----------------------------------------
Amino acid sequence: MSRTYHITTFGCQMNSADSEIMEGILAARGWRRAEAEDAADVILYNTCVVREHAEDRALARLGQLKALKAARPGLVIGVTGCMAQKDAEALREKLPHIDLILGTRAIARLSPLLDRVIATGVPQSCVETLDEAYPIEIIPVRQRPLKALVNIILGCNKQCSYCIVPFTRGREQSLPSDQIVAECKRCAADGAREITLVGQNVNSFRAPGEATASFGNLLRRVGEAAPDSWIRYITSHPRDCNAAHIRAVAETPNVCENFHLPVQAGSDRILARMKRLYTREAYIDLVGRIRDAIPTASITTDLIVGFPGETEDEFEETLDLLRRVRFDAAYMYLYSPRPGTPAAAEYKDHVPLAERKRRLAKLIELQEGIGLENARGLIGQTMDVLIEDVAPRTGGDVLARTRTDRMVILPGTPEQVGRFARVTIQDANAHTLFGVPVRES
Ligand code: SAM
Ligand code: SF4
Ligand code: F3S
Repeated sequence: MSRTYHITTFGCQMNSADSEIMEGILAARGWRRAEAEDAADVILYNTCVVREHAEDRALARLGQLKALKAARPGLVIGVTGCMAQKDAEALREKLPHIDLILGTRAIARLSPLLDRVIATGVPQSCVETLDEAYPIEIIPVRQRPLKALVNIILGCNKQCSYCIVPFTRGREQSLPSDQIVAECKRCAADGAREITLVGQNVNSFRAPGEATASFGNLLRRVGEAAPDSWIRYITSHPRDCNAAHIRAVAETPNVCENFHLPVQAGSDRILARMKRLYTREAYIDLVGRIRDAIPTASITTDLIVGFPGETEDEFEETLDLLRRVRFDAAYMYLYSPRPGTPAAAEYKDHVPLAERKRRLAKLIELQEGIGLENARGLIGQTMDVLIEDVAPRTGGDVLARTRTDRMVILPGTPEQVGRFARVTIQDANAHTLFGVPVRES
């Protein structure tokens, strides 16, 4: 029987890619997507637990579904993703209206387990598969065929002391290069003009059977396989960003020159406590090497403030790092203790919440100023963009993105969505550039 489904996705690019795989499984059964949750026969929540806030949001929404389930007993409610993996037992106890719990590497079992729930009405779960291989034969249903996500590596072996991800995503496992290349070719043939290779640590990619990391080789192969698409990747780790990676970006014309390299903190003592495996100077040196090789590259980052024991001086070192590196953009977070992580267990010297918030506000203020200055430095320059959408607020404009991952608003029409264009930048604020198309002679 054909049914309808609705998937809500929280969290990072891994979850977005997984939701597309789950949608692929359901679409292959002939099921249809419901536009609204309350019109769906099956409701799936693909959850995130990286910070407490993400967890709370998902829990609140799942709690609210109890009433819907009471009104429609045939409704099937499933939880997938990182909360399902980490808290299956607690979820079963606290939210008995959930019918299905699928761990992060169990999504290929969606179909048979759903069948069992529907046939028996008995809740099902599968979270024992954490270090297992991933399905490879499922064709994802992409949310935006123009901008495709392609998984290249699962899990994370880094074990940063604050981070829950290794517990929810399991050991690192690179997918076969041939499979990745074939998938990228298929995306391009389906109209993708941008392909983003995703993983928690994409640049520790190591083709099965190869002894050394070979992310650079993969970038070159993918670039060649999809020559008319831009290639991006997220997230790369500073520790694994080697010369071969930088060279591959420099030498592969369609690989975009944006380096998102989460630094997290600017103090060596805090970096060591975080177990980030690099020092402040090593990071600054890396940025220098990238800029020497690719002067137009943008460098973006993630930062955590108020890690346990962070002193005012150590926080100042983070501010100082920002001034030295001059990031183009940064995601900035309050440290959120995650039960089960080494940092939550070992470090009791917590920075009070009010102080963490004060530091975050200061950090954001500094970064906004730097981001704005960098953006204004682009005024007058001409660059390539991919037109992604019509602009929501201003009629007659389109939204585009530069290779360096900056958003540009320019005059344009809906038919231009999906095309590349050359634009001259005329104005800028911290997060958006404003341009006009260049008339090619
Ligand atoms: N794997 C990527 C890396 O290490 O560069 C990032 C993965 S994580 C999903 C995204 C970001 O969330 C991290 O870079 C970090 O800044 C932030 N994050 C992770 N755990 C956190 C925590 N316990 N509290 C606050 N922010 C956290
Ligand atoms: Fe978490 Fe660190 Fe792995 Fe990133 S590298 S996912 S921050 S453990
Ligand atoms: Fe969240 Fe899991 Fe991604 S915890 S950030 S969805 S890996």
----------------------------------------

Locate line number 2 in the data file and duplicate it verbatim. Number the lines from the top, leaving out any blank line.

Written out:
Ligand code: SAM